Meanwhile, The Philadelphia Cultural Fund was created in 1991 to combat cronyism and scandal through complete transparency. They are an independent 501c3 non-profit that is not a unit of government, subject to city council and other political pressure. They have existing procedures in place for handling distribution of funds and an impartial, decision-making paradigm that prioritizes equity and fairness. Perhaps even more important? They have a 30 year history of honoring their mission to justify that trust. Surely, the long established, reputable, transparent, equitable grant manager, PCF, would have been the natural place to handle this new arts grant funding.This begs the question– why is the initiative being placed elsewhere?

In a Philadelphia Inquirer article by Stephan Salisbury, Councilmember Isaiah Thomas’s spokesperson, Max Weisman, says that “The Cultural Fund cannot legally distribute funds to an individual or to a for-profit entity.” But, the article also quotes former Greater Philadelphia Cultural Alliance executive director Cathryn Coate who says that The Cultural Fund was set up to allow non-profit grantees to issue subgrants to individual artists.

Why was a broadening of the PCF charter not made to accommodate this new initiative? It seems there was no thought, no will, to change the PCF charter, but instead to go head-long into a historically corrupt system of the past, when Stephan Salisbury says “Grant-making was largely on an ad-hoc basis salted by councilmanic whim.”

We believe credentialing the OACCE to manage these grants is redundant, and competes with an existing and superior operational organization, the Philadelphia Cultural Fund. It’s irresponsible to set up two funding streams that will ultimately compete with each other for limited funds. This cannot be good.

We believe that the way the new Council-linked initiative will be managed and funded is a backward step that hearkens to the days of shrouded political patronage and inside dirty dealing. And, we object to a new system of funding that at best will duplicate what the Cultural Fund does so well, and at worst will cannibalize money from PCF in future Philadelphia city budgets, at a time when it’s clear that the art funding “slice” of the city pie is ever-shrinking.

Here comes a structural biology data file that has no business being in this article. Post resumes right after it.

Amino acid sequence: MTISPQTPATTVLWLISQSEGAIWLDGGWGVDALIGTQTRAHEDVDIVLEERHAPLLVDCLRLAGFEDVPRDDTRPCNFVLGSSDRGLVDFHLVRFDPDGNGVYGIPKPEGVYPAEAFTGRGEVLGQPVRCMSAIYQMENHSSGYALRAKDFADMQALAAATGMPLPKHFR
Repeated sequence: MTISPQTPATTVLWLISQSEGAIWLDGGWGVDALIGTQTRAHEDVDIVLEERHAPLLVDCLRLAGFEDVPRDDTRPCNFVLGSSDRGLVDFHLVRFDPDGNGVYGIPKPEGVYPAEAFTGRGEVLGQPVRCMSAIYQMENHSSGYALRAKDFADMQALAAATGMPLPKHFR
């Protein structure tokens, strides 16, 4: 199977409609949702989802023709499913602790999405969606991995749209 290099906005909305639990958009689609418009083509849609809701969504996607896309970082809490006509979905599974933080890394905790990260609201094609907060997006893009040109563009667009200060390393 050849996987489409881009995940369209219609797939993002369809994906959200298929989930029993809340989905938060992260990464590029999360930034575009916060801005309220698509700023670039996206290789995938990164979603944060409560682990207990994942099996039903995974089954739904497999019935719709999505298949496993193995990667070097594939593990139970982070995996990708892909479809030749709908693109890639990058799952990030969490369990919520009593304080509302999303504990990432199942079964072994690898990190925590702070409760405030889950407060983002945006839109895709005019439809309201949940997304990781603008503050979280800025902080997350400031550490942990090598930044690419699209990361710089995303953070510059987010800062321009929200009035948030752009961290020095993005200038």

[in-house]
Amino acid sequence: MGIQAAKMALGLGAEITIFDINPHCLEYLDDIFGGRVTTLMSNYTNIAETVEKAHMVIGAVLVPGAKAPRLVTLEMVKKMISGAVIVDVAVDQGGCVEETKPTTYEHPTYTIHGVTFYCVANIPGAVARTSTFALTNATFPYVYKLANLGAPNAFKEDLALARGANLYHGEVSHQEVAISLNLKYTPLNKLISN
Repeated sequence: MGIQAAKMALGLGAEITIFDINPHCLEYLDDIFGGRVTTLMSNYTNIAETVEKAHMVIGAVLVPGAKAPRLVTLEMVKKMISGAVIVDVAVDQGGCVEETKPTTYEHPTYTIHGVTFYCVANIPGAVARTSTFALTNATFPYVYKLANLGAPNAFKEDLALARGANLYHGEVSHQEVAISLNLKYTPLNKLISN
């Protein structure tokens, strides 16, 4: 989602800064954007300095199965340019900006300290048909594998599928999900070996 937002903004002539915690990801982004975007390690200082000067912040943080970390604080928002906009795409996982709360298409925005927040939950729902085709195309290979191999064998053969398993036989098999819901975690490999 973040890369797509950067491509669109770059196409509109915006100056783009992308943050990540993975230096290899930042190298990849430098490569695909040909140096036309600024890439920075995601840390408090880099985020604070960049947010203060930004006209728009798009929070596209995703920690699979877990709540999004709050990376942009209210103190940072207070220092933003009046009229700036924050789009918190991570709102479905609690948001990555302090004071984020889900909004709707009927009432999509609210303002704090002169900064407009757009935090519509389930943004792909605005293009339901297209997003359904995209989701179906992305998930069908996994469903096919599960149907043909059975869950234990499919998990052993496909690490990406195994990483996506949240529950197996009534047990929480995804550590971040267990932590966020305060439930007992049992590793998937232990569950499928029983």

Artblog is wholeheartedly and thoroughly pro-art and pro-artist. For these same reasons, we are thoroughly pro-Philadelphia Cultural Fund. Artblog has been a recipient of the PCF funding for the past two years and will receive 45% reduced funding this year under a transparent and clear decision that PCF made to split up its reduced revenue and disperse it equitably. We have been on their peer-review panels in their rigorous decision-making process. We believe in the PCF mission of fair and equitable funds distribution. And we do not want to see the PCF harmed by installation of a new funding stream, which may endanger their important work.

Philadelphia artists and art lovers, in the rush to cheer this new initiative, don’t forget to look at the details. The PCF is the natural and the best place to put the management of this new funding. Doing so is the least the City can do– especially after their June budget made clear how little they value our community and our contributions. If you’re reading this and agree with us, please know that it’s not too late to voice your support for PCF. Contact Councilmember Isaiah Thomas – ( and Council Member Katherine Gilmore Richardson – ( and let them know you support the Philadelphia Cultural Fund and want the new money to be managed by the PCF.